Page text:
One interesting side note I learned when researching the film was that the movie sets came from the television show "Hogan's Heroes". Given Bob Crane’s own kinky personal life, the filming location seems strangely appropriate. But you won't see Hogan, Sergeant Schultz, or Colonel Klink in this movie. The movie was shot on the leftover set before it was torn down.
"Ilsa: She Wolf of the SS" is a disturbing film that should repulse more than it titillates, even if you are a hardcore masochist. I realize those who enjoyed this movie will argue that its critics take it far too serious and that the blood and gore is notably fake (the blood looks like red paint). But no matter how you dissect it, even if you ignore the cruel treatment of the women prisoners and if you judge the film purely from a FemDom perspective, the fact that it took a “real man” to bring about Ilsa’s downfall is another mark against it in my book. Not only is the male character Wolfe able to sexually satisfy Ilsa, he is able to sexually satisfy both of her black widow guards, at the same time of course. Talk about male fantasy.  
Which brings me back to the question, why did this film have a popular following? I dare say it wasn’t the male character Wolfe and his sexual ability. No there is another reason. Perhaps the answer to this question is written on the back of the DVD case. “Never in the history of cinema has there been a female villain like Ilsa.” There you have it. Ilsa was and is a popular character because some men are captivated by the mere thought of an attractive sadistic woman.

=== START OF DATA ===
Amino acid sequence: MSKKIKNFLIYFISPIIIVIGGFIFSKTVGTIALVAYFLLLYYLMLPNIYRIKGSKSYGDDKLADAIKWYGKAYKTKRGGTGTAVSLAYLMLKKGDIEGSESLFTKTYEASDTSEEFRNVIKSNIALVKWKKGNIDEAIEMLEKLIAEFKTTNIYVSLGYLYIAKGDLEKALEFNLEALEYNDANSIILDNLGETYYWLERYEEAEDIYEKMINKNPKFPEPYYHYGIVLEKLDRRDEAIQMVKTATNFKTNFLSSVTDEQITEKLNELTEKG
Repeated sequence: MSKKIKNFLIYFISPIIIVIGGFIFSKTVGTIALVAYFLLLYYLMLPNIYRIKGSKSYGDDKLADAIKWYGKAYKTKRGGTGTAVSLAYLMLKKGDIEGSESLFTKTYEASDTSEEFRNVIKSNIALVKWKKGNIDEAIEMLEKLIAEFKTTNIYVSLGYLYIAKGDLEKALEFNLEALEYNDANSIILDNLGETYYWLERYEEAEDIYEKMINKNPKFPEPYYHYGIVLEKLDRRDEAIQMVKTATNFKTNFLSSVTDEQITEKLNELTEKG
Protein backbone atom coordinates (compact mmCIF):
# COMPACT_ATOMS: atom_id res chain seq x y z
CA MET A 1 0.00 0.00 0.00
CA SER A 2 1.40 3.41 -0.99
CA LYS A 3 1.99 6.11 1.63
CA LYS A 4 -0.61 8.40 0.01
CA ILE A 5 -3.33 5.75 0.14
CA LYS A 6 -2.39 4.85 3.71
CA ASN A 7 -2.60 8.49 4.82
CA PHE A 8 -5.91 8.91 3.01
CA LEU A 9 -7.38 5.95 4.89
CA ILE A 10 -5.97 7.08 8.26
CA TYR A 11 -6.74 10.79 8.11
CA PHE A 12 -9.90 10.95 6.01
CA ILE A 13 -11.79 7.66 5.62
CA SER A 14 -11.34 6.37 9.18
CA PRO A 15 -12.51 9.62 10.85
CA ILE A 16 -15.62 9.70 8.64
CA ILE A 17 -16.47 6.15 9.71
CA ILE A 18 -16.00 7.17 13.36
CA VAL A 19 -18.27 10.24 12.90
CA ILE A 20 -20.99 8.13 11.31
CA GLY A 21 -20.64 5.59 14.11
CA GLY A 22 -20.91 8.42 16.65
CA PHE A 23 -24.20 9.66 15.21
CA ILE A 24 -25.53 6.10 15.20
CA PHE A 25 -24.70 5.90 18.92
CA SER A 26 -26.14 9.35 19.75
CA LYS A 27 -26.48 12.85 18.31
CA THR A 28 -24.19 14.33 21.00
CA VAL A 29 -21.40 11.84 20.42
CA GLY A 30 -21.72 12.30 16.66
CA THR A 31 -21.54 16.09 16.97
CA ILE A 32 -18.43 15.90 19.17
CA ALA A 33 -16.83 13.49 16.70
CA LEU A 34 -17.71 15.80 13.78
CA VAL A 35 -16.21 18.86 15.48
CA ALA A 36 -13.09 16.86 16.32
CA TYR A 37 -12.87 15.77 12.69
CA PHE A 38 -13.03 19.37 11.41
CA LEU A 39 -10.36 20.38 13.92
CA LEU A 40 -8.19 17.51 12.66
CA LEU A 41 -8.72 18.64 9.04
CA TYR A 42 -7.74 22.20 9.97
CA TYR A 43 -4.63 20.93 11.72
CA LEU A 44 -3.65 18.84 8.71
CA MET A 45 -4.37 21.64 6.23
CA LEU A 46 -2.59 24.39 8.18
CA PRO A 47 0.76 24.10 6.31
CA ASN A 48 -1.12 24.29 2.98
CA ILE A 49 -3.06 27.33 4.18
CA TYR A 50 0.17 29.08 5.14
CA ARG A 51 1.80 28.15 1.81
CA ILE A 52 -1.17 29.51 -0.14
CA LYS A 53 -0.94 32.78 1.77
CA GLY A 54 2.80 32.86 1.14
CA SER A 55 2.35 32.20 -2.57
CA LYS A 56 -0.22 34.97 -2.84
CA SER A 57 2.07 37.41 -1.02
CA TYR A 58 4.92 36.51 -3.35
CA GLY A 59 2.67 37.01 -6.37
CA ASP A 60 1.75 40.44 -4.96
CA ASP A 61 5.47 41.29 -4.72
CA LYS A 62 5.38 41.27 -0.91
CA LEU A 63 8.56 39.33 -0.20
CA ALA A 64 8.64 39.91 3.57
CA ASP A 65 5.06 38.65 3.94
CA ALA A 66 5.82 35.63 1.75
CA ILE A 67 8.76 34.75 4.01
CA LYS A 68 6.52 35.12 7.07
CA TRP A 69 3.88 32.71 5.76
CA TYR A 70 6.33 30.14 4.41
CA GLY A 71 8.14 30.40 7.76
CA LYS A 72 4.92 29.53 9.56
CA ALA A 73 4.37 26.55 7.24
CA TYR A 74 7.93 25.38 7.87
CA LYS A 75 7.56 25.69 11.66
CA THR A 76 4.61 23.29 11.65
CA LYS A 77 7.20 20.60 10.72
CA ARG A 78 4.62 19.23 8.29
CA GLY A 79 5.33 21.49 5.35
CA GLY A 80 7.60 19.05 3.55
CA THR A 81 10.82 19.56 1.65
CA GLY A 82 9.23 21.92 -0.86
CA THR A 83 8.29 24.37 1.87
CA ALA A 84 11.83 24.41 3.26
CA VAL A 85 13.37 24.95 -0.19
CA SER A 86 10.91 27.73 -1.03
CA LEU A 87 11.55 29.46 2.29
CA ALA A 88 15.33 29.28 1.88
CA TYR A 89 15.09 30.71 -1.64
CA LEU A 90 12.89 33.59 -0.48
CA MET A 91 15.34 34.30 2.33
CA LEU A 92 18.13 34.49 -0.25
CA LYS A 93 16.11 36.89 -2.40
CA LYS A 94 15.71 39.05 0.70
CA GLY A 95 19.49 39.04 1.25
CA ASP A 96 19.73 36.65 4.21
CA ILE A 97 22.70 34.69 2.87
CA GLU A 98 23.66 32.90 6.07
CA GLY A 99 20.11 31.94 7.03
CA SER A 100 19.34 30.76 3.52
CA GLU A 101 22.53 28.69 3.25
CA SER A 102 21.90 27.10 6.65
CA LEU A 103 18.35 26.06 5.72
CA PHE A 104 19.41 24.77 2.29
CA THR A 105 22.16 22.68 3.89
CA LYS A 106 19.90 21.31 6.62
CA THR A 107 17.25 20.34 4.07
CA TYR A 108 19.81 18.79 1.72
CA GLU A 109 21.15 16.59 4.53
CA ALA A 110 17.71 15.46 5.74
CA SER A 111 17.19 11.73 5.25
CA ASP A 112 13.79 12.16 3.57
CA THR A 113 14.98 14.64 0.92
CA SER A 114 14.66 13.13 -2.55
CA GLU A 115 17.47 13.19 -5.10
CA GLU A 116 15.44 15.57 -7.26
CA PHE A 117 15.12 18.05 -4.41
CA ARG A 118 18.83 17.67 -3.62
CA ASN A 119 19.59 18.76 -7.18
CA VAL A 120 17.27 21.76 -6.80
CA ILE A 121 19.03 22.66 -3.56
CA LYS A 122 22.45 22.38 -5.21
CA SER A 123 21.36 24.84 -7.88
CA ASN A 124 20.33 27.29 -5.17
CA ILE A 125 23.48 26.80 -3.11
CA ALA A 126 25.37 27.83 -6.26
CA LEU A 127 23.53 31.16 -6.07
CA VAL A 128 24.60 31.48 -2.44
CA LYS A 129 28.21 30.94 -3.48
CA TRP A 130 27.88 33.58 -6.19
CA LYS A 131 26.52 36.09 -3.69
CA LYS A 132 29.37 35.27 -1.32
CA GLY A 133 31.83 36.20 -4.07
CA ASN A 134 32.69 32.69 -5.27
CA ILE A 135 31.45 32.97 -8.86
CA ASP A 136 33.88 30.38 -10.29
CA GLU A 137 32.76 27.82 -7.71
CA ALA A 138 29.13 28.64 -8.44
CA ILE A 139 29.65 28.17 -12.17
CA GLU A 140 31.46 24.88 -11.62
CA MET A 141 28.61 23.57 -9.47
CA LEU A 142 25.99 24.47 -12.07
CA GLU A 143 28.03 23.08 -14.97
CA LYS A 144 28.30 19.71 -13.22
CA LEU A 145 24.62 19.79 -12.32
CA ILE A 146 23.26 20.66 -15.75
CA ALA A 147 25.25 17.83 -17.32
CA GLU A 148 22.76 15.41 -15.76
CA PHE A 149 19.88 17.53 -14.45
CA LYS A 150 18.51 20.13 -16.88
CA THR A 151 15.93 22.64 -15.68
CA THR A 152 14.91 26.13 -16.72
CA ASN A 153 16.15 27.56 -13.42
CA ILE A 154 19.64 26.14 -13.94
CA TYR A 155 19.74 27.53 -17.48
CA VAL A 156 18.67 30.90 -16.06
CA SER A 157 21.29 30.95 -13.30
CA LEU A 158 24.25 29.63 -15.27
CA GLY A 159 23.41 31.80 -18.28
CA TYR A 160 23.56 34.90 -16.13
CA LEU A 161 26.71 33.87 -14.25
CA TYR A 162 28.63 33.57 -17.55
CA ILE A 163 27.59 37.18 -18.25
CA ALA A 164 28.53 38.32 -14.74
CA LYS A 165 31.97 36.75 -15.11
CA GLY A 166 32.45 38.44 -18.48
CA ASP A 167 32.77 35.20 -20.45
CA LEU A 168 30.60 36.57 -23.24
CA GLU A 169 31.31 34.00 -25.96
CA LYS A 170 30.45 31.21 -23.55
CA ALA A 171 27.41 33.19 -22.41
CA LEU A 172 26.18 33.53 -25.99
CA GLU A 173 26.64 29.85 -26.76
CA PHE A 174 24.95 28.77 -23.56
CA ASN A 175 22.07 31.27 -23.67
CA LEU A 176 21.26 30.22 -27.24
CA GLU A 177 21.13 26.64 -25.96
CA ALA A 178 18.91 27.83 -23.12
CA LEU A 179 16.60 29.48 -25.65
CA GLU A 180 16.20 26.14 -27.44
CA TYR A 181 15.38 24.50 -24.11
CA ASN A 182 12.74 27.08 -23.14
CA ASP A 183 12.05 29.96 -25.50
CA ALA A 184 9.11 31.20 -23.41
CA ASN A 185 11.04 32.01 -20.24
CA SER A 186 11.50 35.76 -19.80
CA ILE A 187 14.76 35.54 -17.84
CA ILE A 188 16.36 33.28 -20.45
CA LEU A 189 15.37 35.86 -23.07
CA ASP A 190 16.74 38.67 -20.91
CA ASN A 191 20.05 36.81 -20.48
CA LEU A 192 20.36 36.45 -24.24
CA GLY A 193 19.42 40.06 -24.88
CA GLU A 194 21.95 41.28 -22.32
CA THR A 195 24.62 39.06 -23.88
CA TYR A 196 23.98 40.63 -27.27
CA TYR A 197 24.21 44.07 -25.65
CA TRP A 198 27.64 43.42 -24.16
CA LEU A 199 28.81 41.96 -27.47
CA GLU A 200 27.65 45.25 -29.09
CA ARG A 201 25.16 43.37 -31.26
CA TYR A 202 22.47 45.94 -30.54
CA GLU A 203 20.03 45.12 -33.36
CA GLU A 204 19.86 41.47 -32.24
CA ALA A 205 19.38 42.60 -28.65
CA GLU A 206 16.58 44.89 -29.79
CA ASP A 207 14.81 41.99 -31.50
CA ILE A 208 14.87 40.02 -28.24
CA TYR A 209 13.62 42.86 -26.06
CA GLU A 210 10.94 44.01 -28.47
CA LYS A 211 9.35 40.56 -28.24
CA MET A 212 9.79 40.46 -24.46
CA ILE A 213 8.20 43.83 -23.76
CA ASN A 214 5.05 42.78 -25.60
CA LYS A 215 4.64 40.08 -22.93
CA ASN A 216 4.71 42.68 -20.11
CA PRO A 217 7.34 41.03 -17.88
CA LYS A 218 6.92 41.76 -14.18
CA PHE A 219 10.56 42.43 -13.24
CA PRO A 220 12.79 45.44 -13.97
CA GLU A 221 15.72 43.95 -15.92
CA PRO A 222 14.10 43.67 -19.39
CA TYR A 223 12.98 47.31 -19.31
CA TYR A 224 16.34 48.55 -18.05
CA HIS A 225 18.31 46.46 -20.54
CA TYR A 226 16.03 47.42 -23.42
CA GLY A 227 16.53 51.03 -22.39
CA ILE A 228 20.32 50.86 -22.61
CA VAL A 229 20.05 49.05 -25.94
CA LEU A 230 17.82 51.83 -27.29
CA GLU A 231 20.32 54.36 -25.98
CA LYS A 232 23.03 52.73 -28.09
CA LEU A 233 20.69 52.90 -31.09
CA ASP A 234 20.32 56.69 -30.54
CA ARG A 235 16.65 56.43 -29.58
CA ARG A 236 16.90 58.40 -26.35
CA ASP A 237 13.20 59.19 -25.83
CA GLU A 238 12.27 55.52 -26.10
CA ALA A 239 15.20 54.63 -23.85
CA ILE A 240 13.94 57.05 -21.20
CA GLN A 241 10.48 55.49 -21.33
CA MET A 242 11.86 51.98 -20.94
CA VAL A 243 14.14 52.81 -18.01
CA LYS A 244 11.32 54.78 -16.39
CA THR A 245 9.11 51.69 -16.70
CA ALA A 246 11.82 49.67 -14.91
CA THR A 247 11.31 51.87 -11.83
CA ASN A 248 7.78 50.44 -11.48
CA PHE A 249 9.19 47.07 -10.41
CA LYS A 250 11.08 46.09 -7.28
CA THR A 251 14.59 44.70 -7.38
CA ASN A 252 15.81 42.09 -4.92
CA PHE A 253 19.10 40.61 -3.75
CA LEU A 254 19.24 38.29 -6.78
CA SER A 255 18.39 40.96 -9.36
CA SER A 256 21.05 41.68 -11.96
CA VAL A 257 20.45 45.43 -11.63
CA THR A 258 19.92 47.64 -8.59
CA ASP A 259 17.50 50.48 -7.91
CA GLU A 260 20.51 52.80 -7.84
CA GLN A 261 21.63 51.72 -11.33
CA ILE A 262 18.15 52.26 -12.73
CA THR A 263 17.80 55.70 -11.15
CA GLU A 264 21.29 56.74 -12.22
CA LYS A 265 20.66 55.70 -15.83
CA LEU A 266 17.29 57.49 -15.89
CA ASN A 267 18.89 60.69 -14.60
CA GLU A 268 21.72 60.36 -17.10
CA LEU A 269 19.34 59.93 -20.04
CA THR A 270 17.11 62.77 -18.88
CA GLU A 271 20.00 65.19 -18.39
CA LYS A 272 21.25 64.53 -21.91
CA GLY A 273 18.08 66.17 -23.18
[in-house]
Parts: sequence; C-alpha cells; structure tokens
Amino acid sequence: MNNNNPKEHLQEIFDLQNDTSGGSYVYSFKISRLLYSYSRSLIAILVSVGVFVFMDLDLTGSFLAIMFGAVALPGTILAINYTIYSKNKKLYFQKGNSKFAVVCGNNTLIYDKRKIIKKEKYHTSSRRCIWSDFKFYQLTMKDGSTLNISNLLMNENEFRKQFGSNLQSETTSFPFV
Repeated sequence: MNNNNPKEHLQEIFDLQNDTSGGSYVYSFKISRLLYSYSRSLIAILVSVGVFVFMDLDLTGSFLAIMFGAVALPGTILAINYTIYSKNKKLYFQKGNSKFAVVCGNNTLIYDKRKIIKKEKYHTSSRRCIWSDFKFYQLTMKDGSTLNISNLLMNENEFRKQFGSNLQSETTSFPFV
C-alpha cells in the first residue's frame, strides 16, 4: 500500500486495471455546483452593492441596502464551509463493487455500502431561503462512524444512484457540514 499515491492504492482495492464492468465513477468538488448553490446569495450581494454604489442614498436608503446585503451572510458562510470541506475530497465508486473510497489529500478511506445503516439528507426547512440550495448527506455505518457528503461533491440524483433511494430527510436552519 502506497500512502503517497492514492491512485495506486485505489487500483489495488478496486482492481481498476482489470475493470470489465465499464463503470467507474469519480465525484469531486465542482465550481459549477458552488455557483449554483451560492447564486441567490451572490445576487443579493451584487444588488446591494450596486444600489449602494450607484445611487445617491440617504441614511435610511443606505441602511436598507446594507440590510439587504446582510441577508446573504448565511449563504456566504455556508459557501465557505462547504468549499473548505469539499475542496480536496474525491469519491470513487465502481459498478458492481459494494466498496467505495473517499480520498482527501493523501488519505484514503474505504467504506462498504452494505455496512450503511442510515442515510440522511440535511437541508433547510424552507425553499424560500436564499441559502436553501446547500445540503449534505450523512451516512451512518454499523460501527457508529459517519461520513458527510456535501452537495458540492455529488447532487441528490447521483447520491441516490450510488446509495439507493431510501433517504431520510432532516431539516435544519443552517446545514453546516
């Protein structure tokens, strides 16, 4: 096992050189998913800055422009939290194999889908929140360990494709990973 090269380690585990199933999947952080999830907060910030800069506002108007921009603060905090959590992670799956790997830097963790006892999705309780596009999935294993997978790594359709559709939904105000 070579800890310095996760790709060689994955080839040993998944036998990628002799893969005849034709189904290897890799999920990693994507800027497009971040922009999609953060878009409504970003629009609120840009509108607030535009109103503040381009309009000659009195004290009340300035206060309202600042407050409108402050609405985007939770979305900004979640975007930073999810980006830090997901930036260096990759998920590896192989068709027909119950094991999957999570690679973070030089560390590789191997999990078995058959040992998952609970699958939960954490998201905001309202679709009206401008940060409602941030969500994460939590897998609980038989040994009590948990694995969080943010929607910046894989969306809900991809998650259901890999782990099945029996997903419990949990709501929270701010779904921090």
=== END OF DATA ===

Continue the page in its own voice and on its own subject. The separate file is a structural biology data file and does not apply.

How popular is Ilsa? In doing research for this review, I uncovered all kinds of Ilsa memorabilia. There are Ilsa dolls and Ilsa statues and Ilsa models.
There are Ilsa conventions where people dress up like the characters in the film. There are Ilsa parties where women wear SS uniforms.
Thus on closer examination, perhaps "Ilsa: She Wolf of the SS" does qualify as a cult classic. That still doesn’t change the fact that this was one of the most offensive and tasteless films ever made.  
If the character of Ilsa turns you on because she is attractive and sadistic and you have a thing for women in uniform, more power to you. The character of Ilsa will remain a fictitious FemDom icon that is the inspiration for many role-playing scenarios between submissive men and Dominant women. Be that as it may, in my opinion, the movie "Ilsa: She Wolf of the SS" is one sick flick. Now if you’ll excuse me, I have to go interrogate my husband.
Rating: 1 out of 5 stars

1 comment:

  1. I was a young sub when I saw this film in th 70s but I recall it fondly.